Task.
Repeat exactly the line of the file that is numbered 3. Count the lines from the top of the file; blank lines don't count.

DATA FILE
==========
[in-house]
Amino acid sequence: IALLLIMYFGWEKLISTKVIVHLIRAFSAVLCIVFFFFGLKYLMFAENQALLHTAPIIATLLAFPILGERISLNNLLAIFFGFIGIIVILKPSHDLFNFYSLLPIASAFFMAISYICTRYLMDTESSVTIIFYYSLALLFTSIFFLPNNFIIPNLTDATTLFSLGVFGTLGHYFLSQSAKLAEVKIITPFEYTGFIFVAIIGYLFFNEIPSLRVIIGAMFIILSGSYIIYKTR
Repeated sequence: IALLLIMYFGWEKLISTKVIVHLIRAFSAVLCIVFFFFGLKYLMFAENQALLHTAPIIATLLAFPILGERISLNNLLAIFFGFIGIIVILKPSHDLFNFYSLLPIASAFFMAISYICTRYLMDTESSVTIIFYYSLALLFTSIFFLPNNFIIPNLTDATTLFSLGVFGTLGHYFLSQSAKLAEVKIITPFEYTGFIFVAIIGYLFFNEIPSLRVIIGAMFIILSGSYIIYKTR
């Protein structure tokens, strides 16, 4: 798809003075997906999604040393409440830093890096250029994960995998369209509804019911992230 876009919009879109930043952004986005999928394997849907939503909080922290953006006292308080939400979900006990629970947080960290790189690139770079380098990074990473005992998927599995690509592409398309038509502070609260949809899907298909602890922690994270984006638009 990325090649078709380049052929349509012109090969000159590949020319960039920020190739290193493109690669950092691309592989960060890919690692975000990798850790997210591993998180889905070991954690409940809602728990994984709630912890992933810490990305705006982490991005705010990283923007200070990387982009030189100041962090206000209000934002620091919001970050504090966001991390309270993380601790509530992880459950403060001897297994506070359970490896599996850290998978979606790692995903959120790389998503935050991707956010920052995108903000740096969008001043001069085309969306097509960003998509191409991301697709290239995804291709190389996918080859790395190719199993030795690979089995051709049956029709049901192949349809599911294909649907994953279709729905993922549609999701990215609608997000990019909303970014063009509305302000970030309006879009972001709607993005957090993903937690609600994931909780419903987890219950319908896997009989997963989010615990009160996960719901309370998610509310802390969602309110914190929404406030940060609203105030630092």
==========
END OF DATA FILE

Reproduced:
Repeated sequence: IALLLIMYFGWEKLISTKVIVHLIRAFSAVLCIVFFFFGLKYLMFAENQALLHTAPIIATLLAFPILGERISLNNLLAIFFGFIGIIVILKPSHDLFNFYSLLPIASAFFMAISYICTRYLMDTESSVTIIFYYSLALLFTSIFFLPNNFIIPNLTDATTLFSLGVFGTLGHYFLSQSAKLAEVKIITPFEYTGFIFVAIIGYLFFNEIPSLRVIIGAMFIILSGSYIIYKTR